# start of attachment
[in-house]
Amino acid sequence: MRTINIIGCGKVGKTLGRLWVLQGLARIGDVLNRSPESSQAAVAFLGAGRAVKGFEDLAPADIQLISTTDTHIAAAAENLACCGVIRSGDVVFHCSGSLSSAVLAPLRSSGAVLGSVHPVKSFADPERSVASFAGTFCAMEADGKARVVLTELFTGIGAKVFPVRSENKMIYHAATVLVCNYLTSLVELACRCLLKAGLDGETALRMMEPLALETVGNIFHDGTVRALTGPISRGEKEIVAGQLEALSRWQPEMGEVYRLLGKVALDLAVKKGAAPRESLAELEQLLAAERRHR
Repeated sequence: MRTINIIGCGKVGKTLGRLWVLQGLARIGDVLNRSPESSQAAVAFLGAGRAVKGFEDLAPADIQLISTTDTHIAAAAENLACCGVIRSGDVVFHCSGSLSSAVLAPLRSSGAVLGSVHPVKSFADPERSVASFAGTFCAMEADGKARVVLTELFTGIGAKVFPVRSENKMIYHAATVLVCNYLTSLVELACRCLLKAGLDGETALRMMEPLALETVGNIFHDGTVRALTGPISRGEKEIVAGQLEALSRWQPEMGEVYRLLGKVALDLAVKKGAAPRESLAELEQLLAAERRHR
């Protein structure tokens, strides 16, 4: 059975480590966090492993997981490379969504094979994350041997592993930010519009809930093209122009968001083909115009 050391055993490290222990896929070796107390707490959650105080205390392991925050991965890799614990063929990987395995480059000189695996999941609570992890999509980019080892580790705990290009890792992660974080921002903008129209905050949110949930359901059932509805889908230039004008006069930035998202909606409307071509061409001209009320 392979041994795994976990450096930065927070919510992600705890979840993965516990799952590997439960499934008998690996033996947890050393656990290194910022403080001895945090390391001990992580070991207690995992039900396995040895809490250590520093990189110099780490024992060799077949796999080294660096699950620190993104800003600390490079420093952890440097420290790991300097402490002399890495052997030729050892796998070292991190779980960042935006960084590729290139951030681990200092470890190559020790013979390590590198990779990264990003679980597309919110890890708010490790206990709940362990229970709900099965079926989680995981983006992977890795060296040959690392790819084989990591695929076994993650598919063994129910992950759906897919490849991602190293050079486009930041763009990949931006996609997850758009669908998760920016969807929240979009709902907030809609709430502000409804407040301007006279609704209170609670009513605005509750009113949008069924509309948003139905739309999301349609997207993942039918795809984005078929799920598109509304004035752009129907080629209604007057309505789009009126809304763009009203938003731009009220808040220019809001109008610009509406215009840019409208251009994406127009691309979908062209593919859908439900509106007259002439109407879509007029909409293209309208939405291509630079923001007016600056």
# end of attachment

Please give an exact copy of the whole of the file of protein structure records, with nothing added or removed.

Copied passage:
[in-house]
Amino acid sequence: MRTINIIGCGKVGKTLGRLWVLQGLARIGDVLNRSPESSQAAVAFLGAGRAVKGFEDLAPADIQLISTTDTHIAAAAENLACCGVIRSGDVVFHCSGSLSSAVLAPLRSSGAVLGSVHPVKSFADPERSVASFAGTFCAMEADGKARVVLTELFTGIGAKVFPVRSENKMIYHAATVLVCNYLTSLVELACRCLLKAGLDGETALRMMEPLALETVGNIFHDGTVRALTGPISRGEKEIVAGQLEALSRWQPEMGEVYRLLGKVALDLAVKKGAAPRESLAELEQLLAAERRHR
Repeated sequence: MRTINIIGCGKVGKTLGRLWVLQGLARIGDVLNRSPESSQAAVAFLGAGRAVKGFEDLAPADIQLISTTDTHIAAAAENLACCGVIRSGDVVFHCSGSLSSAVLAPLRSSGAVLGSVHPVKSFADPERSVASFAGTFCAMEADGKARVVLTELFTGIGAKVFPVRSENKMIYHAATVLVCNYLTSLVELACRCLLKAGLDGETALRMMEPLALETVGNIFHDGTVRALTGPISRGEKEIVAGQLEALSRWQPEMGEVYRLLGKVALDLAVKKGAAPRESLAELEQLLAAERRHR
């Protein structure tokens, strides 16, 4: 059975480590966090492993997981490379969504094979994350041997592993930010519009809930093209122009968001083909115009 050391055993490290222990896929070796107390707490959650105080205390392991925050991965890799614990063929990987395995480059000189695996999941609570992890999509980019080892580790705990290009890792992660974080921002903008129209905050949110949930359901059932509805889908230039004008006069930035998202909606409307071509061409001209009320 392979041994795994976990450096930065927070919510992600705890979840993965516990799952590997439960499934008998690996033996947890050393656990290194910022403080001895945090390391001990992580070991207690995992039900396995040895809490250590520093990189110099780490024992060799077949796999080294660096699950620190993104800003600390490079420093952890440097420290790991300097402490002399890495052997030729050892796998070292991190779980960042935006960084590729290139951030681990200092470890190559020790013979390590590198990779990264990003679980597309919110890890708010490790206990709940362990229970709900099965079926989680995981983006992977890795060296040959690392790819084989990591695929076994993650598919063994129910992950759906897919490849991602190293050079486009930041763009990949931006996609997850758009669908998760920016969807929240979009709902907030809609709430502000409804407040301007006279609704209170609670009513605005509750009113949008069924509309948003139905739309999301349609997207993942039918795809984005078929799920598109509304004035752009129907080629209604007057309505789009009126809304763009009203938003731009009220808040220019809001109008610009509406215009840019409208251009994406127009691309979908062209593919859908439900509106007259002439109407879509007029909409293209309208939405291509630079923001007016600056």